Check your AS: Renesys Blackout Report Released
mike at sentex.net
Mon Nov 24 20:13:05 UTC 2003
On page 9, table 1 you list Allstream as being "was Bell Canada." They
were the network formerly known as AT&T Canada.
At 02:16 PM 24/11/2003, todd at renesys.com wrote:
>Hot off the presses, from the people who brought you the excellent (and
>fun!) reports on the effects of worms on routing instabilities, how the
>Internet fared on Sept 11, 2001, and other fine topics of interest to the
>operator community, comes a new report:
>"Impact of the 2003 Blackouts on Internet Communications"
>available now at:
>It is an attempt to do a thorough, retrospective analysis of the impact of
>the power outages from a purely routing perspective. We tried to be quite
>rigorous in our methodology and careful in our inferences. However, we
>came to what may be an unpopular conclusion: the Internet fared worse
>than others have previously reported. The main difference in our
>conclusions lies in different measurement strategies (core to core layer
>3-4 monitoring versus global BGP routing monitoring). Read the paper for
>We also hoped to produce a definitive analysis of the network (routing,
>BGP) impact of the power outages so that others can compare future events.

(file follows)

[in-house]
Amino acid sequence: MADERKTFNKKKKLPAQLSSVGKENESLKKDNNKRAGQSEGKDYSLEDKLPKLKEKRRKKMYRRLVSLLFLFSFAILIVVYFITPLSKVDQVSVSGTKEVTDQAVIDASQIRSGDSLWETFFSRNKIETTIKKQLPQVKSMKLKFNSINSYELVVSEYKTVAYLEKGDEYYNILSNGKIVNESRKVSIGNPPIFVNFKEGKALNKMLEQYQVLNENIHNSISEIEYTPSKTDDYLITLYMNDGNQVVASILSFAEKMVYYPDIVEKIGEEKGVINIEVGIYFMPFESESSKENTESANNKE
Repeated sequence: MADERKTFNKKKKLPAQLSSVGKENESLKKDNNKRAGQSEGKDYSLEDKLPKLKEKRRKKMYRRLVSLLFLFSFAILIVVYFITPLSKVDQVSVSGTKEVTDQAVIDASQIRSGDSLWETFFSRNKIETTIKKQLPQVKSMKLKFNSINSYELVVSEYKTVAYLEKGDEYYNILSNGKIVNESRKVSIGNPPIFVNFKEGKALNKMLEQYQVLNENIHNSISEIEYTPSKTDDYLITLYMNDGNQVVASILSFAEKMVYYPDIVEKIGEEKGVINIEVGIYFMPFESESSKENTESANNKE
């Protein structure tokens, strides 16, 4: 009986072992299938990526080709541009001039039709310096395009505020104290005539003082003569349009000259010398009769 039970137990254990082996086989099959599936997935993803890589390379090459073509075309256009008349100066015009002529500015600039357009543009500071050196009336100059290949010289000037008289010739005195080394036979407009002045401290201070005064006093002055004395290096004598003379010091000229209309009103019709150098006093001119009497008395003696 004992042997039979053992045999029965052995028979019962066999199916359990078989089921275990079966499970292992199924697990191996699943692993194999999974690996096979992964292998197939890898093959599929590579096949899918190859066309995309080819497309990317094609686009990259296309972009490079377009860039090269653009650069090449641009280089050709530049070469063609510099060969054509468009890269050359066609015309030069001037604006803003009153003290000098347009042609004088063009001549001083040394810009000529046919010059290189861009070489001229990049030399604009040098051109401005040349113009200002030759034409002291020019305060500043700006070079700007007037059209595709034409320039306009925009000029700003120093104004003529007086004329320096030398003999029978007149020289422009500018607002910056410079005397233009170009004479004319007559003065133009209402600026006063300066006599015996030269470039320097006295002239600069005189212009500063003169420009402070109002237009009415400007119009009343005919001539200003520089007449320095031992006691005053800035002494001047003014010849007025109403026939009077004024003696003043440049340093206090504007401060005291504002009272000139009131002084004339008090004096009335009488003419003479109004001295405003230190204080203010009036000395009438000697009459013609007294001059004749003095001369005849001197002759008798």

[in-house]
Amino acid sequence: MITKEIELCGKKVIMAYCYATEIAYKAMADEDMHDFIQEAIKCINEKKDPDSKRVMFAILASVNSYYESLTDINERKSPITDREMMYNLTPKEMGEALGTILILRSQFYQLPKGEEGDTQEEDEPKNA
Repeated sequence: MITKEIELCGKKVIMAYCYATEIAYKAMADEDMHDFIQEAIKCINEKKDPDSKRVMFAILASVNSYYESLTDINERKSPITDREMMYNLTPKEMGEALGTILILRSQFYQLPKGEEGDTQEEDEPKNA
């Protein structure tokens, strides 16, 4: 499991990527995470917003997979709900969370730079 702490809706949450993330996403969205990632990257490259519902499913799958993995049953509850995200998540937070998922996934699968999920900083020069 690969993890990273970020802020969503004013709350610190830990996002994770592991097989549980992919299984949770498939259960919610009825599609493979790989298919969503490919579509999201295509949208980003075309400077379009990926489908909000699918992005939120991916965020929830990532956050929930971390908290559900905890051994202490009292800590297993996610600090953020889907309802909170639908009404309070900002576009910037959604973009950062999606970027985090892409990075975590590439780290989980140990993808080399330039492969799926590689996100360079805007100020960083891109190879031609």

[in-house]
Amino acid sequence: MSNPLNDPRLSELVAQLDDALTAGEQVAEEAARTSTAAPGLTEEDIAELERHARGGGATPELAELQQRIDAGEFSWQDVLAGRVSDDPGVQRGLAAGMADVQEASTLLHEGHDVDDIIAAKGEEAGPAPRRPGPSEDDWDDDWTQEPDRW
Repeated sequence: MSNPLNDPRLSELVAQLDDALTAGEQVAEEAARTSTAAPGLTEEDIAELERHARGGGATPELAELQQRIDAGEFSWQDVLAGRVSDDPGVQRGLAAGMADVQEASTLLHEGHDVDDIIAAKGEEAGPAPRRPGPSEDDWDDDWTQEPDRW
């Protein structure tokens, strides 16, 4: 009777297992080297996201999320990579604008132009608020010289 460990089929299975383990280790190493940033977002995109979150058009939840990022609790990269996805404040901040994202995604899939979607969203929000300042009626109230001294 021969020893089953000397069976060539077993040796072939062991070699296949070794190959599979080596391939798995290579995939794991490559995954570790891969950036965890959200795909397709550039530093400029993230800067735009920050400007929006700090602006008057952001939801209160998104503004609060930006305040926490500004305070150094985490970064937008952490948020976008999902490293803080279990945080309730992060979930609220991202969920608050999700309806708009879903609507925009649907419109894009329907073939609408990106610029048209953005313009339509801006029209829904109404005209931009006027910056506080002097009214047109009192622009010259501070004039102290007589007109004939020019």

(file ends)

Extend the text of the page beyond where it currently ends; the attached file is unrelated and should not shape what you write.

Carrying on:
>We're particularly interested in feedback from operators with assets in
>the affected regions of the US, Canada and Italy (see Appendix B for a
>good comparison of the Sept 28 Italy Blackout with the Aug 14 US
>A few specific ASes are mentioned in the report. We would love to hear
>feedback from those ASes or others who were affected to learn more about
>the backstory behind the outage. If your prefixes stayed up, why? If
>some went down and some didn't, what caused that? Did your upstreams and
>peers stay up? Were local power outages at routers the primary cause of
>outages, or did other factors enter into the equation? We saw one AS with
>nine (9!) upstream ASes lose all of it's prefixes. Could it be that
>someone with 9 upstream adjacencies didn't have reliable power?
>These questions, plus a general discussion of Internet edge reliability
>(power and interconnectedness) seem on-topic for the list.
>Of course, we read nanog :-), so we'd love to see those stories discussed
>here in a context that would help all of us understand the causes and
>mitigation strategies better, but private mail will also be gratefully
>accepted. If you don't ever want us to mention your name in public, be
>sure to let us know.
>todd at renesys.com
More information about the NANOG